A new study shows that e-scooter riders are not wearing helmets, some are riding drunk and injuries can be serious. In a study reported in JAMA 249 patients presented to the emergency department with injuries associated with electric scooter use during a 1-year period, with 10.8% of patients younger than 18 years and only 4.4% of riders documented to be wearing a helmet. One in three needed treatment in the ER.
In the study, injuries associated with electric scooter use were common, ranged in severity, and suggest low rat
Two hundred twenty-eight (91.6%) were injured as riders and 21 (8.4%) as nonriders. Twenty-seven patients were younger than 18 years (10.8%). Ten riders (4.4%) were documented as having worn a helmet, and 12 patients (4.8%) had either a blood alcohol level greater than 0.05% or were perceived to be intoxicated by a physician.
Frequent injuries included fractures (79 [31.7%]), head injury (100 [40.2%]), and contusions, sprains, and lacerations without fracture or head injury (69 [27.7%]). The majority of patients (234 [94.0%]) were discharged home from the emergency department; of the 15 admitted patients, 2 had severe injuries and were admitted to the intensive care unit. Among 193 observed electric scooter riders in the local community in September 2018, 182 (94.3%) were not wearing a helmet.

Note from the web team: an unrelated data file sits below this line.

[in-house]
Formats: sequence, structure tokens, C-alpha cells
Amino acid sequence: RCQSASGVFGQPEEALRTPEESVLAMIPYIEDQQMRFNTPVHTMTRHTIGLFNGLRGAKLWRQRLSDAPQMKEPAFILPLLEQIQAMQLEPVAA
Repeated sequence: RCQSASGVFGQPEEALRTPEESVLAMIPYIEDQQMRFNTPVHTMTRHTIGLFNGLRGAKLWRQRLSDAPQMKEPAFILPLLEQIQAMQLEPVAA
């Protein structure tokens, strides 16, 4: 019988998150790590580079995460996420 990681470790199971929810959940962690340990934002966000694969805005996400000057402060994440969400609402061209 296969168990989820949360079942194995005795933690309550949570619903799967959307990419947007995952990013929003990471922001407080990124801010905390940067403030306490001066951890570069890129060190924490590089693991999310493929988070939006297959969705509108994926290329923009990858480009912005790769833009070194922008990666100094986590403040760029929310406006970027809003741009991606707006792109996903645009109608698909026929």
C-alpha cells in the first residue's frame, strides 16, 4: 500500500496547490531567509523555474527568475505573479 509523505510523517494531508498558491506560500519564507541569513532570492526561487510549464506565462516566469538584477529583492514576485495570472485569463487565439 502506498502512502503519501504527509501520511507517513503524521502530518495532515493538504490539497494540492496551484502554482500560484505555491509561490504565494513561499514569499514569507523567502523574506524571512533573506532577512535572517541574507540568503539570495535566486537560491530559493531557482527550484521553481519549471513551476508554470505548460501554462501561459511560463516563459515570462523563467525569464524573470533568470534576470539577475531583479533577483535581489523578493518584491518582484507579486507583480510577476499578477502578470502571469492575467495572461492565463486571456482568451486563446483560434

Among scooter riders, the most common mechanisms of injury were fall (183 riders [80.2%]), collision with an object (25 riders [11.0%]), and being hit by a moving vehicle or object (20 riders [8.8%]).
The doctors reported
“This rapidly expanding technology is a disruptive force in short-distance transportation, and policy makers seeking to understand associated risks and appropriate regulatory responses should seriously consider its effects on public health. Riders share roads with fast-moving vehicular traffic but appear to underestimate hazards;”
Injuries associated with standing electric scooter use are a new phenomenon and vary in severity. In this study, helmet use was low and a significant subset of injuries occurred in patients younger than 18 years, the minimum age permitted by private scooter company regulations. These findings may inform public policy regarding standing electric scooter use.
The study was conducted at Los Angeles (UCLA), Ronald Reagan UCLA Medical Center and UCLA Medical Center–Santa Monica.